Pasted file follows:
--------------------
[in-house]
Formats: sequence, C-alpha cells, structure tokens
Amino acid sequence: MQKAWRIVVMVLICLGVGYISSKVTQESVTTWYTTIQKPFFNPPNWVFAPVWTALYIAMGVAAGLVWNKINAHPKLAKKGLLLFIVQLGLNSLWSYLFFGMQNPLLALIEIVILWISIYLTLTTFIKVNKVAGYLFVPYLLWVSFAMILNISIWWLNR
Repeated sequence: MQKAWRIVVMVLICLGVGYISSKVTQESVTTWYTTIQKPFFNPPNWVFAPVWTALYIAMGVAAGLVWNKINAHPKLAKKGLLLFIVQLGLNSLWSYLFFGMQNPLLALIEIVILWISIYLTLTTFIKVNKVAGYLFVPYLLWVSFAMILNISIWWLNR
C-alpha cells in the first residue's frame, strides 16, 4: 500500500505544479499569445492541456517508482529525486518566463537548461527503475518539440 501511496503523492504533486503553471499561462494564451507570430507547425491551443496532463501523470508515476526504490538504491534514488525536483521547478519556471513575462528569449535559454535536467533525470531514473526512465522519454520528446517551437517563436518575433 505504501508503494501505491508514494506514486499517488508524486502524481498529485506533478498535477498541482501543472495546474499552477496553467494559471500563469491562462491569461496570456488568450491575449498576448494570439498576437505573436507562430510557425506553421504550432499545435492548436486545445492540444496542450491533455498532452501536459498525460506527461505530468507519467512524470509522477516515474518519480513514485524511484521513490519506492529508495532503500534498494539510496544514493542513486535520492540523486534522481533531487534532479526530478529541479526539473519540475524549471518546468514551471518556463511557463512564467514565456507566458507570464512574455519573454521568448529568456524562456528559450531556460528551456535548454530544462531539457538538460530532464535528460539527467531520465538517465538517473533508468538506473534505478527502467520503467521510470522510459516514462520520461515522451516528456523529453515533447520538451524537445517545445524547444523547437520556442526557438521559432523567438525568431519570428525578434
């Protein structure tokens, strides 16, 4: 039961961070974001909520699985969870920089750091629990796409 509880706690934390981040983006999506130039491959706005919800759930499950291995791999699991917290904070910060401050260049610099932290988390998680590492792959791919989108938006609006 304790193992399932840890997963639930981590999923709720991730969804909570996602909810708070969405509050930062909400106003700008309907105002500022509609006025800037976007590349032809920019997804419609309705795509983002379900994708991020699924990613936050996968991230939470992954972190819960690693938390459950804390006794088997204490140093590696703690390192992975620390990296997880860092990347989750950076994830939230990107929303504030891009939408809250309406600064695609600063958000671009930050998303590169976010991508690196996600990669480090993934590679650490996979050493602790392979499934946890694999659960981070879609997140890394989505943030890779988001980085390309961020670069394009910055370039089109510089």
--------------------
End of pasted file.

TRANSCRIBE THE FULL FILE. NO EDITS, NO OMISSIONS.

[in-house]
Formats: sequence, C-alpha cells, structure tokens
Amino acid sequence: MQKAWRIVVMVLICLGVGYISSKVTQESVTTWYTTIQKPFFNPPNWVFAPVWTALYIAMGVAAGLVWNKINAHPKLAKKGLLLFIVQLGLNSLWSYLFFGMQNPLLALIEIVILWISIYLTLTTFIKVNKVAGYLFVPYLLWVSFAMILNISIWWLNR
Repeated sequence: MQKAWRIVVMVLICLGVGYISSKVTQESVTTWYTTIQKPFFNPPNWVFAPVWTALYIAMGVAAGLVWNKINAHPKLAKKGLLLFIVQLGLNSLWSYLFFGMQNPLLALIEIVILWISIYLTLTTFIKVNKVAGYLFVPYLLWVSFAMILNISIWWLNR
C-alpha cells in the first residue's frame, strides 16, 4: 500500500505544479499569445492541456517508482529525486518566463537548461527503475518539440 501511496503523492504533486503553471499561462494564451507570430507547425491551443496532463501523470508515476526504490538504491534514488525536483521547478519556471513575462528569449535559454535536467533525470531514473526512465522519454520528446517551437517563436518575433 505504501508503494501505491508514494506514486499517488508524486502524481498529485506533478498535477498541482501543472495546474499552477496553467494559471500563469491562462491569461496570456488568450491575449498576448494570439498576437505573436507562430510557425506553421504550432499545435492548436486545445492540444496542450491533455498532452501536459498525460506527461505530468507519467512524470509522477516515474518519480513514485524511484521513490519506492529508495532503500534498494539510496544514493542513486535520492540523486534522481533531487534532479526530478529541479526539473519540475524549471518546468514551471518556463511557463512564467514565456507566458507570464512574455519573454521568448529568456524562456528559450531556460528551456535548454530544462531539457538538460530532464535528460539527467531520465538517465538517473533508468538506473534505478527502467520503467521510470522510459516514462520520461515522451516528456523529453515533447520538451524537445517545445524547444523547437520556442526557438521559432523567438525568431519570428525578434
């Protein structure tokens, strides 16, 4: 039961961070974001909520699985969870920089750091629990796409 509880706690934390981040983006999506130039491959706005919800759930499950291995791999699991917290904070910060401050260049610099932290988390998680590492792959791919989108938006609006 304790193992399932840890997963639930981590999923709720991730969804909570996602909810708070969405509050930062909400106003700008309907105002500022509609006025800037976007590349032809920019997804419609309705795509983002379900994708991020699924990613936050996968991230939470992954972190819960690693938390459950804390006794088997204490140093590696703690390192992975620390990296997880860092990347989750950076994830939230990107929303504030891009939408809250309406600064695609600063958000671009930050998303590169976010991508690196996600990669480090993934590679650490996979050493602790392979499934946890694999659960981070879609997140890394989505943030890779988001980085390309961020670069394009910055370039089109510089």